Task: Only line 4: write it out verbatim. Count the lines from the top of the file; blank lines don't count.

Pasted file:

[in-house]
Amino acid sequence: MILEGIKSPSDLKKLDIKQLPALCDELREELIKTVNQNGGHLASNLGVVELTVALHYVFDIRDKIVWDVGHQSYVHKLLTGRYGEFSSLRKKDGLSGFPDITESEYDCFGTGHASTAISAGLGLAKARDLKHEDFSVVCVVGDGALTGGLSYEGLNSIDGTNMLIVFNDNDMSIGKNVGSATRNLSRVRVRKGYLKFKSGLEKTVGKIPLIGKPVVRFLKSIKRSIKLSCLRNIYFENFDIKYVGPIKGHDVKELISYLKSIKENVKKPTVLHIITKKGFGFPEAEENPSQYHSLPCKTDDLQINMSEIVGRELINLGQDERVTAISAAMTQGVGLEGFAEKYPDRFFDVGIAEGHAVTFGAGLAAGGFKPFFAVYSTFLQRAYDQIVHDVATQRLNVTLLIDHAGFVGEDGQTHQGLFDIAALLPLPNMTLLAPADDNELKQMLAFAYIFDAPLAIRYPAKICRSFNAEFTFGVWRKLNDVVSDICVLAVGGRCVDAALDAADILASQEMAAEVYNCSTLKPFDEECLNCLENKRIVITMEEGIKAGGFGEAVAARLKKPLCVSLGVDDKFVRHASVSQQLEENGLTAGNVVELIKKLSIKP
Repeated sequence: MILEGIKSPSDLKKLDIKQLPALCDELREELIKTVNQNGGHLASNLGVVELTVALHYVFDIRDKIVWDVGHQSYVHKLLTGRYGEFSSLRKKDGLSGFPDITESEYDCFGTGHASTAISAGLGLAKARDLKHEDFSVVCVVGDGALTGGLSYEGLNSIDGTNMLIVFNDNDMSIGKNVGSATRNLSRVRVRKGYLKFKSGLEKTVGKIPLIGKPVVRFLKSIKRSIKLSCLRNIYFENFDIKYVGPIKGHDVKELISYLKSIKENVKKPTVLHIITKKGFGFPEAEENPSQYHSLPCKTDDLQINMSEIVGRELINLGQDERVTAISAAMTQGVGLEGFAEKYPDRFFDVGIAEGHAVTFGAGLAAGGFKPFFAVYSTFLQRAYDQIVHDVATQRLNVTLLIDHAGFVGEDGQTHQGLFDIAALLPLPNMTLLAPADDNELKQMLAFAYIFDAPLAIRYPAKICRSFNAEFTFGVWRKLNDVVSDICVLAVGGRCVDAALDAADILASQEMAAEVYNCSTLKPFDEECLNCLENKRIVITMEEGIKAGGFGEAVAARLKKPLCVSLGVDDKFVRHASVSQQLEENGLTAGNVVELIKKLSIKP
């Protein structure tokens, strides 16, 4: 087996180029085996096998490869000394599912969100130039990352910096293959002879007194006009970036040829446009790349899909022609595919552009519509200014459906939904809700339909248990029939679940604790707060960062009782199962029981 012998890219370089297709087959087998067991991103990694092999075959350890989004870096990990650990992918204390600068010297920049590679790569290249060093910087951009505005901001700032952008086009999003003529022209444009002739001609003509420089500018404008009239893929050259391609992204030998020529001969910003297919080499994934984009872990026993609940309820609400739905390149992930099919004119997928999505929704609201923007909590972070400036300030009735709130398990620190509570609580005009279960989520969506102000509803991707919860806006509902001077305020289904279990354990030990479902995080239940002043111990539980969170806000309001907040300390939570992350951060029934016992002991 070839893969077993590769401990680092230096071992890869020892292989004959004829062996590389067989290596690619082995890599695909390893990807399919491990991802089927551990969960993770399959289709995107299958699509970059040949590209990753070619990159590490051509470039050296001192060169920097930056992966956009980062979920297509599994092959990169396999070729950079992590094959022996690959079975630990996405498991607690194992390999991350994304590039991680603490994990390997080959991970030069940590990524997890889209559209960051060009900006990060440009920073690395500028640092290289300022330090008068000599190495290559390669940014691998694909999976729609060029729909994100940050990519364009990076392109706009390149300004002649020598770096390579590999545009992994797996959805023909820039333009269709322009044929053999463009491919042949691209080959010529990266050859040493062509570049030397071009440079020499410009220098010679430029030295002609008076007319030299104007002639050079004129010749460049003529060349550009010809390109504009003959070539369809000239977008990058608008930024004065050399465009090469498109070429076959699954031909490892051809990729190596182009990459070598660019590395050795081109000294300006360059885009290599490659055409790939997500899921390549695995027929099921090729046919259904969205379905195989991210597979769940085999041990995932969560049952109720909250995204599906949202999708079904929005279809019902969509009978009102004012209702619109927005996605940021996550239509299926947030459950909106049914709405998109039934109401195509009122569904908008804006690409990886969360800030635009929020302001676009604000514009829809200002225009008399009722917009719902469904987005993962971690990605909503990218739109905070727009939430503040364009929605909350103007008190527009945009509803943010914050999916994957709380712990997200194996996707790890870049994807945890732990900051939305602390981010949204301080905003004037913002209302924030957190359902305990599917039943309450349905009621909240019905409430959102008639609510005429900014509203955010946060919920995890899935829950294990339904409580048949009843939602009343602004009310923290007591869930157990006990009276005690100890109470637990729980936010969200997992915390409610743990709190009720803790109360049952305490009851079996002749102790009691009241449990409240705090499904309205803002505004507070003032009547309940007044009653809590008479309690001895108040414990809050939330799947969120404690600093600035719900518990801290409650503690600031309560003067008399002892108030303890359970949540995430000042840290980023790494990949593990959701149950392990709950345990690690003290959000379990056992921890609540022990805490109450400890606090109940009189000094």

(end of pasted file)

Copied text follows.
């Protein structure tokens, strides 16, 4: 087996180029085996096998490869000394599912969100130039990352910096293959002879007194006009970036040829446009790349899909022609595919552009519509200014459906939904809700339909248990029939679940604790707060960062009782199962029981 012998890219370089297709087959087998067991991103990694092999075959350890989004870096990990650990992918204390600068010297920049590679790569290249060093910087951009505005901001700032952008086009999003003529022209444009002739001609003509420089500018404008009239893929050259391609992204030998020529001969910003297919080499994934984009872990026993609940309820609400739905390149992930099919004119997928999505929704609201923007909590972070400036300030009735709130398990620190509570609580005009279960989520969506102000509803991707919860806006509902001077305020289904279990354990030990479902995080239940002043111990539980969170806000309001907040300390939570992350951060029934016992002991 070839893969077993590769401990680092230096071992890869020892292989004959004829062996590389067989290596690619082995890599695909390893990807399919491990991802089927551990969960993770399959289709995107299958699509970059040949590209990753070619990159590490051509470039050296001192060169920097930056992966956009980062979920297509599994092959990169396999070729950079992590094959022996690959079975630990996405498991607690194992390999991350994304590039991680603490994990390997080959991970030069940590990524997890889209559209960051060009900006990060440009920073690395500028640092290289300022330090008068000599190495290559390669940014691998694909999976729609060029729909994100940050990519364009990076392109706009390149300004002649020598770096390579590999545009992994797996959805023909820039333009269709322009044929053999463009491919042949691209080959010529990266050859040493062509570049030397071009440079020499410009220098010679430029030295002609008076007319030299104007002639050079004129010749460049003529060349550009010809390109504009003959070539369809000239977008990058608008930024004065050399465009090469498109070429076959699954031909490892051809990729190596182009990459070598660019590395050795081109000294300006360059885009290599490659055409790939997500899921390549695995027929099921090729046919259904969205379905195989991210597979769940085999041990995932969560049952109720909250995204599906949202999708079904929005279809019902969509009978009102004012209702619109927005996605940021996550239509299926947030459950909106049914709405998109039934109401195509009122569904908008804006690409990886969360800030635009929020302001676009604000514009829809200002225009008399009722917009719902469904987005993962971690990605909503990218739109905070727009939430503040364009929605909350103007008190527009945009509803943010914050999916994957709380712990997200194996996707790890870049994807945890732990900051939305602390981010949204301080905003004037913002209302924030957190359902305990599917039943309450349905009621909240019905409430959102008639609510005429900014509203955010946060919920995890899935829950294990339904409580048949009843939602009343602004009310923290007591869930157990006990009276005690100890109470637990729980936010969200997992915390409610743990709190009720803790109360049952305490009851079996002749102790009691009241449990409240705090499904309205803002505004507070003032009547309940007044009653809590008479309690001895108040414990809050939330799947969120404690600093600035719900518990801290409650503690600031309560003067008399002892108030303890359970949540995430000042840290980023790494990949593990959701149950392990709950345990690690003290959000379990056992921890609540022990805490109450400890606090109940009189000094």